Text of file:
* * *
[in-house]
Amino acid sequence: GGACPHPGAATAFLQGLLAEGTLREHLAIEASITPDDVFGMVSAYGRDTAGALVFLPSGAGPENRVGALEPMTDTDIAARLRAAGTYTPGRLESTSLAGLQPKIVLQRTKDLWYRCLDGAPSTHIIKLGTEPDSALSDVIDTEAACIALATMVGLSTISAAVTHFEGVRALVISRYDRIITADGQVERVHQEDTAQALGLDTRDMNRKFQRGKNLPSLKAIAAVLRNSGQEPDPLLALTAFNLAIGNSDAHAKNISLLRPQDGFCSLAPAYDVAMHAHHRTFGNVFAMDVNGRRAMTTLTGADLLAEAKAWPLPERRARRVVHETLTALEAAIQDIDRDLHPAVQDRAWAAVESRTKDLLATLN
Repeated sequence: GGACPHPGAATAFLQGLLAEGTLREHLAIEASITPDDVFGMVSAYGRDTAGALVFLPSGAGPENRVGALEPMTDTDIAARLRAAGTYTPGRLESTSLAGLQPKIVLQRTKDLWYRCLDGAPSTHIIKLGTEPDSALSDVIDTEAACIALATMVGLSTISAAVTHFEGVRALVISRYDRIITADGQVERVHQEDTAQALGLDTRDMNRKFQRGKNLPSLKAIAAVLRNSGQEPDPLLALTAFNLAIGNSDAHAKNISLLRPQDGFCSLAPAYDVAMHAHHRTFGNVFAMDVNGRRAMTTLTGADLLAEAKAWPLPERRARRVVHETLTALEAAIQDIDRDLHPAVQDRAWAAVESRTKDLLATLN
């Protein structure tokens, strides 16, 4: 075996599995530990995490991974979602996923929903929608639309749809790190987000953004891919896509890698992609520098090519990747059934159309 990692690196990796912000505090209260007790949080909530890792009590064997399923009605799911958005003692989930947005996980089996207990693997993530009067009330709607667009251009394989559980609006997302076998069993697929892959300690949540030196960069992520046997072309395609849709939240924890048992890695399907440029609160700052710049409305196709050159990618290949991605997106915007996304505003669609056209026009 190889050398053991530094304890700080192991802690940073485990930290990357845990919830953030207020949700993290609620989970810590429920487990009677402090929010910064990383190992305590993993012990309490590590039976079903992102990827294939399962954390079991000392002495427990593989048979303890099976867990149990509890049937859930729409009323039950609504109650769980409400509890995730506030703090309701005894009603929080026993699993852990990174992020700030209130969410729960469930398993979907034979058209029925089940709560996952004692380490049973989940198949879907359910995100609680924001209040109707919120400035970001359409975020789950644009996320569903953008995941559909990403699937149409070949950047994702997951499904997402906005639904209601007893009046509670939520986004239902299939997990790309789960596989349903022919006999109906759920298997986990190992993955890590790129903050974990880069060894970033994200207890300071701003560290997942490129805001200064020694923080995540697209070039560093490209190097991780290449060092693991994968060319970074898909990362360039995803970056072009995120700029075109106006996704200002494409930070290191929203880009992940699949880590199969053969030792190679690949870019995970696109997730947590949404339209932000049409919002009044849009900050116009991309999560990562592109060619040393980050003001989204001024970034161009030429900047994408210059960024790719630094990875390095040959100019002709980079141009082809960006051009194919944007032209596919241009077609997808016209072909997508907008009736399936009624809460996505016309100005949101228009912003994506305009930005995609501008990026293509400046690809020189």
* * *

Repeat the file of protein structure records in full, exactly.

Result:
[in-house]
Amino acid sequence: GGACPHPGAATAFLQGLLAEGTLREHLAIEASITPDDVFGMVSAYGRDTAGALVFLPSGAGPENRVGALEPMTDTDIAARLRAAGTYTPGRLESTSLAGLQPKIVLQRTKDLWYRCLDGAPSTHIIKLGTEPDSALSDVIDTEAACIALATMVGLSTISAAVTHFEGVRALVISRYDRIITADGQVERVHQEDTAQALGLDTRDMNRKFQRGKNLPSLKAIAAVLRNSGQEPDPLLALTAFNLAIGNSDAHAKNISLLRPQDGFCSLAPAYDVAMHAHHRTFGNVFAMDVNGRRAMTTLTGADLLAEAKAWPLPERRARRVVHETLTALEAAIQDIDRDLHPAVQDRAWAAVESRTKDLLATLN
Repeated sequence: GGACPHPGAATAFLQGLLAEGTLREHLAIEASITPDDVFGMVSAYGRDTAGALVFLPSGAGPENRVGALEPMTDTDIAARLRAAGTYTPGRLESTSLAGLQPKIVLQRTKDLWYRCLDGAPSTHIIKLGTEPDSALSDVIDTEAACIALATMVGLSTISAAVTHFEGVRALVISRYDRIITADGQVERVHQEDTAQALGLDTRDMNRKFQRGKNLPSLKAIAAVLRNSGQEPDPLLALTAFNLAIGNSDAHAKNISLLRPQDGFCSLAPAYDVAMHAHHRTFGNVFAMDVNGRRAMTTLTGADLLAEAKAWPLPERRARRVVHETLTALEAAIQDIDRDLHPAVQDRAWAAVESRTKDLLATLN
């Protein structure tokens, strides 16, 4: 075996599995530990995490991974979602996923929903929608639309749809790190987000953004891919896509890698992609520098090519990747059934159309 990692690196990796912000505090209260007790949080909530890792009590064997399923009605799911958005003692989930947005996980089996207990693997993530009067009330709607667009251009394989559980609006997302076998069993697929892959300690949540030196960069992520046997072309395609849709939240924890048992890695399907440029609160700052710049409305196709050159990618290949991605997106915007996304505003669609056209026009 190889050398053991530094304890700080192991802690940073485990930290990357845990919830953030207020949700993290609620989970810590429920487990009677402090929010910064990383190992305590993993012990309490590590039976079903992102990827294939399962954390079991000392002495427990593989048979303890099976867990149990509890049937859930729409009323039950609504109650769980409400509890995730506030703090309701005894009603929080026993699993852990990174992020700030209130969410729960469930398993979907034979058209029925089940709560996952004692380490049973989940198949879907359910995100609680924001209040109707919120400035970001359409975020789950644009996320569903953008995941559909990403699937149409070949950047994702997951499904997402906005639904209601007893009046509670939520986004239902299939997990790309789960596989349903022919006999109906759920298997986990190992993955890590790129903050974990880069060894970033994200207890300071701003560290997942490129805001200064020694923080995540697209070039560093490209190097991780290449060092693991994968060319970074898909990362360039995803970056072009995120700029075109106006996704200002494409930070290191929203880009992940699949880590199969053969030792190679690949870019995970696109997730947590949404339209932000049409919002009044849009900050116009991309999560990562592109060619040393980050003001989204001024970034161009030429900047994408210059960024790719630094990875390095040959100019002709980079141009082809960006051009194919944007032209596919241009077609997808016209072909997508907008009736399936009624809460996505016309100005949101228009912003994506305009930005995609501008990026293509400046690809020189």